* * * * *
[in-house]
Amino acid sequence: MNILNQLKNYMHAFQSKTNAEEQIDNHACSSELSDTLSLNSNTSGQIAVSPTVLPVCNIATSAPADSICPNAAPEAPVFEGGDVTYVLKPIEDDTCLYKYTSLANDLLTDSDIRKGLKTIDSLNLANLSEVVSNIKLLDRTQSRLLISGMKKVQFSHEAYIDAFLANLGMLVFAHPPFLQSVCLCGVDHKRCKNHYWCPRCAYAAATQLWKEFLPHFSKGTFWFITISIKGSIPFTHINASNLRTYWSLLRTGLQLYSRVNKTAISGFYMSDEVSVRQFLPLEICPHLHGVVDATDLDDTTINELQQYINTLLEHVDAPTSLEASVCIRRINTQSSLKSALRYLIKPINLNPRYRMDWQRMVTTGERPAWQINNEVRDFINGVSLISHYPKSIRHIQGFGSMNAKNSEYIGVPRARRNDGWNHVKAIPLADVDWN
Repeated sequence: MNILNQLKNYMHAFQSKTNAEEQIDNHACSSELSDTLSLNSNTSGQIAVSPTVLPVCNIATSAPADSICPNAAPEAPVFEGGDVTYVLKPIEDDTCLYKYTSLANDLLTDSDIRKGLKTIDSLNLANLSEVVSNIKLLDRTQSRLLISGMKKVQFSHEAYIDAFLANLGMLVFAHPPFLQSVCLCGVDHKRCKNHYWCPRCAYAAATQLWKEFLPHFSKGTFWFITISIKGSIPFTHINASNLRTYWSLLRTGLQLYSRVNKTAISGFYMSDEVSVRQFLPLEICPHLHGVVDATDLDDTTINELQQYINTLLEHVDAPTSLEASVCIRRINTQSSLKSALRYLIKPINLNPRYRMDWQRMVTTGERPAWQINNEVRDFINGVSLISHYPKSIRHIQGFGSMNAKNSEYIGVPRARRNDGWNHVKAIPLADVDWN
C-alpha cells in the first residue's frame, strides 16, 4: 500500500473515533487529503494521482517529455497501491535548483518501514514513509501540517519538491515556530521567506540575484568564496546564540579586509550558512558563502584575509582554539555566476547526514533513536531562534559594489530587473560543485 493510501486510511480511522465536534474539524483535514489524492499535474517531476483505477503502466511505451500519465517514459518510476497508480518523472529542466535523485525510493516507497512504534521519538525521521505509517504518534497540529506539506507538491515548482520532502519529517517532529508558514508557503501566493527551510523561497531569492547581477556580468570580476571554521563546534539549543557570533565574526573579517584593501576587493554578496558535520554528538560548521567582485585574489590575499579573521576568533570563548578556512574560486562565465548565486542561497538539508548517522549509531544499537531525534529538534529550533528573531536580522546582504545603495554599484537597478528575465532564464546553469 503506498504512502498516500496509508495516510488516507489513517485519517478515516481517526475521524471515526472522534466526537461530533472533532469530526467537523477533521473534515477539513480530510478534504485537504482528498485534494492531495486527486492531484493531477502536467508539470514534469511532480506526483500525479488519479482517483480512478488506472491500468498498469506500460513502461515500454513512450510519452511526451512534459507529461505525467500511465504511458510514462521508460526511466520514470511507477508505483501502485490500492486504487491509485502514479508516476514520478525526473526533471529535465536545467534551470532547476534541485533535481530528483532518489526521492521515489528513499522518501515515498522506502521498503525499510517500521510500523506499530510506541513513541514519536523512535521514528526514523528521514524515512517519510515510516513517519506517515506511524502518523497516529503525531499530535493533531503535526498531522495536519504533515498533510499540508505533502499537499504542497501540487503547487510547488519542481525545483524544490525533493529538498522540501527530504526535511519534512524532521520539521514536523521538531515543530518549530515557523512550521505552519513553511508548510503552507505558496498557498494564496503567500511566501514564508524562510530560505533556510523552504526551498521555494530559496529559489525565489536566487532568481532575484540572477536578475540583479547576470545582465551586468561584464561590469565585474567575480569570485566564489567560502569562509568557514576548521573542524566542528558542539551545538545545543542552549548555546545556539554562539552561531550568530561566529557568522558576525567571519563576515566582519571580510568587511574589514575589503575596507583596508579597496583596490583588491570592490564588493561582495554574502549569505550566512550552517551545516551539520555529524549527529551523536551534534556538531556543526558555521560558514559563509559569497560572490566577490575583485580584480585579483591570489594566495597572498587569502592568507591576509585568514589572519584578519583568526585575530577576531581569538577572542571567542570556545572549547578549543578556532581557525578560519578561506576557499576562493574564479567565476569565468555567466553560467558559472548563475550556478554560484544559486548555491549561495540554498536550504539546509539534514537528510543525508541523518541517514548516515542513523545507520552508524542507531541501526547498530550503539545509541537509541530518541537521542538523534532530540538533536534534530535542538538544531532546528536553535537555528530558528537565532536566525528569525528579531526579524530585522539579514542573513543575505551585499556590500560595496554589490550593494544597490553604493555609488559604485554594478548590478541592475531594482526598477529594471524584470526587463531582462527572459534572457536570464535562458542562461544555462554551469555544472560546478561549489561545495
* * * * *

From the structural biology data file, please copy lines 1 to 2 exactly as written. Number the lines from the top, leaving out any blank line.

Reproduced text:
[in-house]
Amino acid sequence: MNILNQLKNYMHAFQSKTNAEEQIDNHACSSELSDTLSLNSNTSGQIAVSPTVLPVCNIATSAPADSICPNAAPEAPVFEGGDVTYVLKPIEDDTCLYKYTSLANDLLTDSDIRKGLKTIDSLNLANLSEVVSNIKLLDRTQSRLLISGMKKVQFSHEAYIDAFLANLGMLVFAHPPFLQSVCLCGVDHKRCKNHYWCPRCAYAAATQLWKEFLPHFSKGTFWFITISIKGSIPFTHINASNLRTYWSLLRTGLQLYSRVNKTAISGFYMSDEVSVRQFLPLEICPHLHGVVDATDLDDTTINELQQYINTLLEHVDAPTSLEASVCIRRINTQSSLKSALRYLIKPINLNPRYRMDWQRMVTTGERPAWQINNEVRDFINGVSLISHYPKSIRHIQGFGSMNAKNSEYIGVPRARRNDGWNHVKAIPLADVDWN